When the early results of India’s first Civil Services Survey came in from Hyderabad a few months ago, the close-knit team of government officials at the Department of Administrative Reforms associated with the ambitious project weren’t particularly surprised, or shocked.
Yes, there had been disappointment and frustration among leaders of India’s civil services. Men and women of questionable integrity did manage to hold important positions in the government. In fact, they were the ones who often managed to get the better postings.
But almost everyone knew that.
Not many, however, were aware how deep, and widespread, the problem was.
One-third of the respondents in the survey – who studied for years to make it past the fiercely competitive civil services examination – had been almost driven to a point where they wanted to give up their job and the perks that came with it.
“We did have our hypothesis on the basis of practical experience … for instance, we expected the survey to reflect frustration … a divide between the Indian Administrative Service and the non-IAS services and political interference to some extent. It did,” conceded a senior researcher at the Hyderabad-headquartered Centre for Good Governance, which did the survey.
For someone who pegged civil service reforms as a key agenda point for his government six years ago, government officials said the survey delineated the agenda that Prime Minister Manmohan Singh needs to pursue actively. Of course, civil service reforms aren’t going to be easy.
“Government officers have been the target of criticism for far too long. This survey seeks to capture the circumstances that they work in … often with their hands tied behind,” said an official, pointing it was fashionable to compare the private and the public sector without accounting for the handicaps.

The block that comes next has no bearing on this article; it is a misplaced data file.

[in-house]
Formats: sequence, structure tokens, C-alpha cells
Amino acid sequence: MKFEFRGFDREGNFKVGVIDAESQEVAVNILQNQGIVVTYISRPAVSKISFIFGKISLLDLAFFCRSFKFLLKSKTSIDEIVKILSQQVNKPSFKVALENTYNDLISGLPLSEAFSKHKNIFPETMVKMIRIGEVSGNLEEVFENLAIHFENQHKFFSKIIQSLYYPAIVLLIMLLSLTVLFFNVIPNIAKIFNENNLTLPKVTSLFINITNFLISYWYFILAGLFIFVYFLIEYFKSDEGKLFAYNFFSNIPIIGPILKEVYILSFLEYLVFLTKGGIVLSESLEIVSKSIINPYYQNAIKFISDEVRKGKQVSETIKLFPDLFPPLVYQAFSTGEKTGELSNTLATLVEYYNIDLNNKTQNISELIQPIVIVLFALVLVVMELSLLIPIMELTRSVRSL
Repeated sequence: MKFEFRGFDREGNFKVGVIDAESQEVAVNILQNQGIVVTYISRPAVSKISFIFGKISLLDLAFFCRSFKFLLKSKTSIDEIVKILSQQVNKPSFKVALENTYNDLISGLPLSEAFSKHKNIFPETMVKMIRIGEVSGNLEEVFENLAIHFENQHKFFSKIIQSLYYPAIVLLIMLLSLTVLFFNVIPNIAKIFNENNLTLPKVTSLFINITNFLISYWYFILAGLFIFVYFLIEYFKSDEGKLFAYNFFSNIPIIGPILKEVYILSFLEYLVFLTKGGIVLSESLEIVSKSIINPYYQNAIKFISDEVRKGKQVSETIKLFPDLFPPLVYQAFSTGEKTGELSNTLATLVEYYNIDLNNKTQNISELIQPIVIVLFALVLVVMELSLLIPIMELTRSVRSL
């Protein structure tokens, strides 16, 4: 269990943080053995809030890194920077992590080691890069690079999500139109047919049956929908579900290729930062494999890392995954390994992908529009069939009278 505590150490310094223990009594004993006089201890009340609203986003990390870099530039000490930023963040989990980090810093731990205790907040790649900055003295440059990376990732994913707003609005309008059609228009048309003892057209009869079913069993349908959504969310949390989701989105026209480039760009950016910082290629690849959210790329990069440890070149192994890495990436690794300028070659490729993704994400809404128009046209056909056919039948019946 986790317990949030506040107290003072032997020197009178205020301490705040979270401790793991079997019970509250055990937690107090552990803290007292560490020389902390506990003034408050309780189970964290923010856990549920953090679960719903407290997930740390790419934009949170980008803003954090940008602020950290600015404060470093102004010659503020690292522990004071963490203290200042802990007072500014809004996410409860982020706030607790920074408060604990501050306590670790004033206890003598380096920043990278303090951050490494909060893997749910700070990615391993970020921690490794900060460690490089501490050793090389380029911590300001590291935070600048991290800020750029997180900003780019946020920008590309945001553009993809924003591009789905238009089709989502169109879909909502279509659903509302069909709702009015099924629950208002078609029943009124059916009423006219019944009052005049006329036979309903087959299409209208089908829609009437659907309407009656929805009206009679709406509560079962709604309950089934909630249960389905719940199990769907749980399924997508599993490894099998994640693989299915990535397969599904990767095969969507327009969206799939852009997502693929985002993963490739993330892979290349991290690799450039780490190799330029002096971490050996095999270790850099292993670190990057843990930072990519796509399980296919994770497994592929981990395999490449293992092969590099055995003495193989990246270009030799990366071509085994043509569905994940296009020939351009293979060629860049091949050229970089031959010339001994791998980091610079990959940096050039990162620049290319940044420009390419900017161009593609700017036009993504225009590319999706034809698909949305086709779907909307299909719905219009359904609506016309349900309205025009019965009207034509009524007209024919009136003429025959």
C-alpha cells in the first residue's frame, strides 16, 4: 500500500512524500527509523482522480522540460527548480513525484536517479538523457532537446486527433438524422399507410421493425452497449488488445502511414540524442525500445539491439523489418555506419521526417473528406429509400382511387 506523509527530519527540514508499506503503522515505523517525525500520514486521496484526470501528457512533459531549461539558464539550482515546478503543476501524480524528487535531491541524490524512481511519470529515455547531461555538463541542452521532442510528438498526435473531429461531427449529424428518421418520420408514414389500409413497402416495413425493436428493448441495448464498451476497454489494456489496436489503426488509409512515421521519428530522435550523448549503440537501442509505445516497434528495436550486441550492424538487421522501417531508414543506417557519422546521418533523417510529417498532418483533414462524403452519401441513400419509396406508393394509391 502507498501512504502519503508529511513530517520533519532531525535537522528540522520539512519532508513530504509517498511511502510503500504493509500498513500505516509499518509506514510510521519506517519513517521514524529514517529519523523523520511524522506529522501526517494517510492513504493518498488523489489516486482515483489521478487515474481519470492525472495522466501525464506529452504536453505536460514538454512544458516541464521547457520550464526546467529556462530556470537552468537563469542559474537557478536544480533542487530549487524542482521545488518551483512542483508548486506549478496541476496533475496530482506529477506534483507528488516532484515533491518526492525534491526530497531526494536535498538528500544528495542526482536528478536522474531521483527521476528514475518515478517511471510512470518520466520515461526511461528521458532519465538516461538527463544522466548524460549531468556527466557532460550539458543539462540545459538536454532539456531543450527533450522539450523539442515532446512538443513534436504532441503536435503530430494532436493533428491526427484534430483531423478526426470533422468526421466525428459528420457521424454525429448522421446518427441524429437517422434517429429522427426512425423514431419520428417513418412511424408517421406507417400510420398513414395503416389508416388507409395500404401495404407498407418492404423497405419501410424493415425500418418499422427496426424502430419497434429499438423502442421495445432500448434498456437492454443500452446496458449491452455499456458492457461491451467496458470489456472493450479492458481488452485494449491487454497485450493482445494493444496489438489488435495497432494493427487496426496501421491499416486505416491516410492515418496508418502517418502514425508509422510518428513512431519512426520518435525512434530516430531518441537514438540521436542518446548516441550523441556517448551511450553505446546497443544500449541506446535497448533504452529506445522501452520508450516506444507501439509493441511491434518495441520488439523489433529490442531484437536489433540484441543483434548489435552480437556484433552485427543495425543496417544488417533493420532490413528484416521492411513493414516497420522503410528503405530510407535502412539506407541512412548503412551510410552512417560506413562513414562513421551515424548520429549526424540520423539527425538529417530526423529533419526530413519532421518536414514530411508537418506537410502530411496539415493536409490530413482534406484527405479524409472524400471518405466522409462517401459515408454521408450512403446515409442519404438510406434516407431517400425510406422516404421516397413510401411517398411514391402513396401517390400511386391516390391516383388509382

A significantly large proportion (42-48%) of the respondents from the three all-India services — the Indian Administrative Service, Indian Police Service and the Indian Forest Service — complained about undue outside interference. Many others spoke out about the lack of adequate financial resources and competent staff.
Respondents complained that if they did not fall in line, they ran the big risk of being transferred to an obscure post and location.
“What worries the honest government servant is the prospect of being posted to an obscure (place) with zero job content or worse, a string of such postings as a price for one’s honesty,” the survey report observed. Government officials said the fear of such a posting usually forced most ‘honest’ officials to fall in line. Those who resist spend the better part of their careers living out of their suitcase.
Shekhar Singh, who was with the Indian Institute of Public Administration and has spent years interacting with the civil service, said the impression within the bureaucracy that merit and honesty didn’t count any longer was crucial.
The performance appraisal system has gone for a toss with everyone being ranked as very good or excellent, he said. “A civil servant recently told me that when they joined the service nearly two decades ago, officers were afraid to be corrupt. Now, they are afraid to be honest,” he said.
“The irony,” a senior IAS officer said, “is that the government works so hard to recruit the best minds available into the civil services and then forces them into mediocrity”.
Some officials insist that the ability to work despite the pulls and pressures is one of the greatest strengths of the civil service vis-à-vis the private sector.
But it is something their job trains them to do from the moment they begin their first stint in a district.
“As district magistrate, you not only prioritise the allocation of funds in the face of competing demands from different departments as well as local political representatives; right from the MP down to influential local political leaders,” a senior IAS officer said.
The civil service will definitely be able to deliver better if there aren’t any pulls and pressures.
“But the bitter reality is, this may never happen… never mind what anyone tells you. Reforms are like this transparency bug … Everyone wants it but not for themselves,” said a government official with more than 20 years of experience behind him.